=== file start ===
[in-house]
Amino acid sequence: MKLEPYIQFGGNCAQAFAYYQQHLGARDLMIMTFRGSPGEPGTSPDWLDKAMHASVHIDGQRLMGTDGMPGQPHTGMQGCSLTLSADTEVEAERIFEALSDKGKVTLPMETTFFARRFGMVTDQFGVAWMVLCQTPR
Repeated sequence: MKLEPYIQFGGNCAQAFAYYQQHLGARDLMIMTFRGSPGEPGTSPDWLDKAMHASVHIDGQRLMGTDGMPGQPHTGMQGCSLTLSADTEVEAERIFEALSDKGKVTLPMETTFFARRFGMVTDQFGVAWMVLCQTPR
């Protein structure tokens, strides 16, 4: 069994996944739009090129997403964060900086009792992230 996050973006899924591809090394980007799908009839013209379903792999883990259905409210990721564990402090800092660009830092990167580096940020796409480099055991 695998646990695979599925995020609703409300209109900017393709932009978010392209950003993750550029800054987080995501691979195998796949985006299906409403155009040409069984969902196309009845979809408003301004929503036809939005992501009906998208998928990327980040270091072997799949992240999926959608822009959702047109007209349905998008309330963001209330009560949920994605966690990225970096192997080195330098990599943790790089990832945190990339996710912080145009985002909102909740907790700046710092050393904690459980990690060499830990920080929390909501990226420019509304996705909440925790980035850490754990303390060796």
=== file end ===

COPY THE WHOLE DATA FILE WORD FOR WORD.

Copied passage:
[in-house]
Amino acid sequence: MKLEPYIQFGGNCAQAFAYYQQHLGARDLMIMTFRGSPGEPGTSPDWLDKAMHASVHIDGQRLMGTDGMPGQPHTGMQGCSLTLSADTEVEAERIFEALSDKGKVTLPMETTFFARRFGMVTDQFGVAWMVLCQTPR
Repeated sequence: MKLEPYIQFGGNCAQAFAYYQQHLGARDLMIMTFRGSPGEPGTSPDWLDKAMHASVHIDGQRLMGTDGMPGQPHTGMQGCSLTLSADTEVEAERIFEALSDKGKVTLPMETTFFARRFGMVTDQFGVAWMVLCQTPR
């Protein structure tokens, strides 16, 4: 069994996944739009090129997403964060900086009792992230 996050973006899924591809090394980007799908009839013209379903792999883990259905409210990721564990402090800092660009830092990167580096940020796409480099055991 695998646990695979599925995020609703409300209109900017393709932009978010392209950003993750550029800054987080995501691979195998796949985006299906409403155009040409069984969902196309009845979809408003301004929503036809939005992501009906998208998928990327980040270091072997799949992240999926959608822009959702047109007209349905998008309330963001209330009560949920994605966690990225970096192997080195330098990599943790790089990832945190990339996710912080145009985002909102909740907790700046710092050393904690459980990690060499830990920080929390909501990226420019509304996705909440925790980035850490754990303390060796």